Today's Motion History is going to center on a historical setting over a historical story. So far, all but one of the films I've picked have had some historical figure or story at the core, even if the stories ended up largely fictional. I don't intend to just stick to real people and real stories, because I think historical fiction is worth examining too. It can be just as powerful as a true story, and it can be just as illuminating about the time and place in which it was made. It can also be quite damaging to people's perceptions of history, culture, race, and politics.

Also, I just really wanted to write an piece about Gone With the Wind. I love this film, even as I understand what's grievously wrong with it. There's a tendency now to politely ignore this film, as with so many other troubling racial stories, because we've "evolved" passed it. Well, we haven't. Not as moviegoers, and certainly not as a country. Some of the recent fanboy casting flaps indicate that much, and the root of the Tea Party movement is inherently the political belief that's at the heart of Gone with the Wind: Give us our country back. This country that, to quote the opening crawl, can be found "only in books, for it is no more than a dream remembered."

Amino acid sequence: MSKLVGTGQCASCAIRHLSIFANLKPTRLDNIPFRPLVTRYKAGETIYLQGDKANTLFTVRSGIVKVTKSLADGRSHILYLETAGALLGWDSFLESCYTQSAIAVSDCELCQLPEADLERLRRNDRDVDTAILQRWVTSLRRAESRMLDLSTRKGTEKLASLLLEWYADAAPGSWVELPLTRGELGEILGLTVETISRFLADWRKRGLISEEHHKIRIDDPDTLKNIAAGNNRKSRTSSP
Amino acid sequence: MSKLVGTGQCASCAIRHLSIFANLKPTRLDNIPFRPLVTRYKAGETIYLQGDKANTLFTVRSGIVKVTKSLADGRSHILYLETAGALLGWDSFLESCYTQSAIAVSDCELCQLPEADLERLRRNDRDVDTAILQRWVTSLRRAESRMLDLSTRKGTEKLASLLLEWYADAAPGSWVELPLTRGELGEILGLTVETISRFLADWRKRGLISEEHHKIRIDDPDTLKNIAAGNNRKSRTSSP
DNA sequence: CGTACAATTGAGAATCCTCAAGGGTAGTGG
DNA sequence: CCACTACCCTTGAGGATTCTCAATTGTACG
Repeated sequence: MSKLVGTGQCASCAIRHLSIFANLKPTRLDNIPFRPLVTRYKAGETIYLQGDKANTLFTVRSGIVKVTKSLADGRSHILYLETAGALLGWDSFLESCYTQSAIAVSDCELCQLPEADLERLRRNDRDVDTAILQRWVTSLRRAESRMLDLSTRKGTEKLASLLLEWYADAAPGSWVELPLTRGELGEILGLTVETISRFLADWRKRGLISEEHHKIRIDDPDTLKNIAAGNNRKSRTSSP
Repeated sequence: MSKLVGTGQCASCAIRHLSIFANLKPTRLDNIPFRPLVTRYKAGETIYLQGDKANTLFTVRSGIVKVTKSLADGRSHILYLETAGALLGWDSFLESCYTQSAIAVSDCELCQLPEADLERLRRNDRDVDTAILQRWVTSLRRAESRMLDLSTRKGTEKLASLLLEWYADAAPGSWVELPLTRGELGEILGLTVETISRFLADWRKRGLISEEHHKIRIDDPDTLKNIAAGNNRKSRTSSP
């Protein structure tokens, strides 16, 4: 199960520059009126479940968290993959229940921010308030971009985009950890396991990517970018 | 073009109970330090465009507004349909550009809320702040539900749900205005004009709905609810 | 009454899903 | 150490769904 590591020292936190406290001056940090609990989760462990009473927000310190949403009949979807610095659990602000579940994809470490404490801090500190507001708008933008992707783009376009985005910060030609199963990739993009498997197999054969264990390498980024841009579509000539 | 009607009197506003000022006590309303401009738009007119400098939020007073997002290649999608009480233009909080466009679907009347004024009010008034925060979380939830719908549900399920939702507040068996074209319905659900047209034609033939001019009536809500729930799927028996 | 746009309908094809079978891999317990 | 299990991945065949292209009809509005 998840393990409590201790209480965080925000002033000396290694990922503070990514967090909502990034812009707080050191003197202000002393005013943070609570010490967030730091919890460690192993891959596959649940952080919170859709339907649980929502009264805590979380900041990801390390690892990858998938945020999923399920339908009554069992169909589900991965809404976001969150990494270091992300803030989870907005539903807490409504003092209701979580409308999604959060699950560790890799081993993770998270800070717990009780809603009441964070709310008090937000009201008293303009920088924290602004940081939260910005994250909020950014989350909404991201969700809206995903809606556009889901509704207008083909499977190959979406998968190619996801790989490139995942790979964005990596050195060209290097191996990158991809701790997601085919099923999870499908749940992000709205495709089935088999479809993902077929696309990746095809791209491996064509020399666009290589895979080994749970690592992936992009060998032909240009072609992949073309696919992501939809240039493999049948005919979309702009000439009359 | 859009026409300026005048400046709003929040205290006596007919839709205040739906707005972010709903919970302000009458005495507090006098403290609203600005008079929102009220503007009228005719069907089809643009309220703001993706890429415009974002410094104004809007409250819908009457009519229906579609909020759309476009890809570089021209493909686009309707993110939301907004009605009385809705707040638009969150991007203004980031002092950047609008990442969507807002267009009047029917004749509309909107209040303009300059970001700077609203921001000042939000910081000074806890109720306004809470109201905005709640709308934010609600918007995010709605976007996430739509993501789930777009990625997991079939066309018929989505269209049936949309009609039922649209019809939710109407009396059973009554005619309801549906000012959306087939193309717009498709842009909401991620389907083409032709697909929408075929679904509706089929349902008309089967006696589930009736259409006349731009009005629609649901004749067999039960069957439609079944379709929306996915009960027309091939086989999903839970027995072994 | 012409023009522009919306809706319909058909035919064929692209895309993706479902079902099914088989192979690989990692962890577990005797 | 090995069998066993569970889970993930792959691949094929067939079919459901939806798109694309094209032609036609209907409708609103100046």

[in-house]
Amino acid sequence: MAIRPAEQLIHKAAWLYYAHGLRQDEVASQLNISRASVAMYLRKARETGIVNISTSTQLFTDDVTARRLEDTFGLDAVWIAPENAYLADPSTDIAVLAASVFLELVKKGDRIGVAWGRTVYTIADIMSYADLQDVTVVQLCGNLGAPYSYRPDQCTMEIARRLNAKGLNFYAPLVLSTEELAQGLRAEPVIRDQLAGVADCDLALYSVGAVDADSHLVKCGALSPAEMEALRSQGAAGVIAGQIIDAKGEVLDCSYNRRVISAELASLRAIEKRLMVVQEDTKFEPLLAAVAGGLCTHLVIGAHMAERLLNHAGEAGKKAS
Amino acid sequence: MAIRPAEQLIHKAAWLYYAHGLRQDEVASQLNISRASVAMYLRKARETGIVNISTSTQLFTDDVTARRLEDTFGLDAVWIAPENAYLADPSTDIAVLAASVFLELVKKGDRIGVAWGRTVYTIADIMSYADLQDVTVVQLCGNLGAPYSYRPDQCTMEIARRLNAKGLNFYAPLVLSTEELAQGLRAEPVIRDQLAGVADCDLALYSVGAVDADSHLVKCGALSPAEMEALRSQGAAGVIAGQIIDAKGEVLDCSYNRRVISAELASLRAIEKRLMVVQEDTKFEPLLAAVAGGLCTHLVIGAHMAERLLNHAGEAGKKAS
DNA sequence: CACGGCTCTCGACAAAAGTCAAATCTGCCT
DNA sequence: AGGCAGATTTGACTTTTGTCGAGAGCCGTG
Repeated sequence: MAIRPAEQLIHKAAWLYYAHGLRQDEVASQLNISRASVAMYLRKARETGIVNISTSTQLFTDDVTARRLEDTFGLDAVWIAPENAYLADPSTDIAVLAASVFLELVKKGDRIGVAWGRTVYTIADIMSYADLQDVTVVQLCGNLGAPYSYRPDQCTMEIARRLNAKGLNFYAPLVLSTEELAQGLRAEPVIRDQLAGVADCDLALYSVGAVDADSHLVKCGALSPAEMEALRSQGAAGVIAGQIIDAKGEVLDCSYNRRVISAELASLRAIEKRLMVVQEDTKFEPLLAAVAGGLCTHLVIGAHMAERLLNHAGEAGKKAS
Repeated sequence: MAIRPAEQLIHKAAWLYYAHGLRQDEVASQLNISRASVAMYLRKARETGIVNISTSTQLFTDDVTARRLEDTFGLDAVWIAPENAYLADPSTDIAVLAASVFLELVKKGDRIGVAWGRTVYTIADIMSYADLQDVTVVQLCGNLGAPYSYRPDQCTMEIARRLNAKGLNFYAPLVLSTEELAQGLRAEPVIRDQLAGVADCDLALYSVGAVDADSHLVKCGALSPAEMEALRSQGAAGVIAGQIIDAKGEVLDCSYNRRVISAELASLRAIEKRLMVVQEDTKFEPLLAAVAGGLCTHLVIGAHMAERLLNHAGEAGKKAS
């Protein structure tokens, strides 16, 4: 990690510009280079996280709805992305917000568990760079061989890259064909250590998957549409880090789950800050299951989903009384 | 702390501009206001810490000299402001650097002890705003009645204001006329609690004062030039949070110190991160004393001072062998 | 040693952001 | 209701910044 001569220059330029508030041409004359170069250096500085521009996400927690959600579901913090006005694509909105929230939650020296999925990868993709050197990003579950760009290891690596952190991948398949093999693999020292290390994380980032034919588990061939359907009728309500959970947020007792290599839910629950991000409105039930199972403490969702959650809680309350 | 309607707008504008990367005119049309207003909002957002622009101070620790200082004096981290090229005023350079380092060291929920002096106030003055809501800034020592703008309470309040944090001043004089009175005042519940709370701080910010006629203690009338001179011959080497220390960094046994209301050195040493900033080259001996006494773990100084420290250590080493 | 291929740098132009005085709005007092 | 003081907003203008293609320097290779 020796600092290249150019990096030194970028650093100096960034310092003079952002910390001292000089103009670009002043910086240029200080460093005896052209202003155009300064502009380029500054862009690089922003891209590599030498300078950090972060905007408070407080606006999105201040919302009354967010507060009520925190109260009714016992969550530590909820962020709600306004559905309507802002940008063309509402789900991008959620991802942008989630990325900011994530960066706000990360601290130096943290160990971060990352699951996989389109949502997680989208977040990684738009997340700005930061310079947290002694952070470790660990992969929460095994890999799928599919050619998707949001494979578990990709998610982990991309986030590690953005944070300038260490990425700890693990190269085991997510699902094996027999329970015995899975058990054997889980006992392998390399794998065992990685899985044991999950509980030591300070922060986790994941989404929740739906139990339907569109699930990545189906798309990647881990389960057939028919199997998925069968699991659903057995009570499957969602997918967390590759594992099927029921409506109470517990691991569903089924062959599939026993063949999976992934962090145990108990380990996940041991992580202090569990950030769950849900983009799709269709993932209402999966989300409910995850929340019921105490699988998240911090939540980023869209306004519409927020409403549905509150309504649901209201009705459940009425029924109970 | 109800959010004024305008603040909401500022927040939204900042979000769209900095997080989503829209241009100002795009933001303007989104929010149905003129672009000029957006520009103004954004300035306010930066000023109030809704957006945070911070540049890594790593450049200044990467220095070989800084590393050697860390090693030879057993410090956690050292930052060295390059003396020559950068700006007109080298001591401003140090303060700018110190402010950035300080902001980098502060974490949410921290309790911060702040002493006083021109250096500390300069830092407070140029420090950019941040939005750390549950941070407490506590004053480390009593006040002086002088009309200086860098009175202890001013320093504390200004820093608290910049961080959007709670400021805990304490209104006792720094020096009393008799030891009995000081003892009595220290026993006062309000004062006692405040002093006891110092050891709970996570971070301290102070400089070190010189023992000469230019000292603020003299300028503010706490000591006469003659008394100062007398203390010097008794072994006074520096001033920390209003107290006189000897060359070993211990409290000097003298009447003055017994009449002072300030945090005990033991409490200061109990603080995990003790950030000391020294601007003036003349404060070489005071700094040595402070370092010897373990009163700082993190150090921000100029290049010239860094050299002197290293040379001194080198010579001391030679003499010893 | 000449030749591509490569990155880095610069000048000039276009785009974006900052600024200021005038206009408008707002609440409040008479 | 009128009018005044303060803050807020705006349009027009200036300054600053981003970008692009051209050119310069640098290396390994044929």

You see, this isn't a movie about the Civil War. It's about America's perception of the Civil War, particularly down South. And it's all about the 1930s.

The Film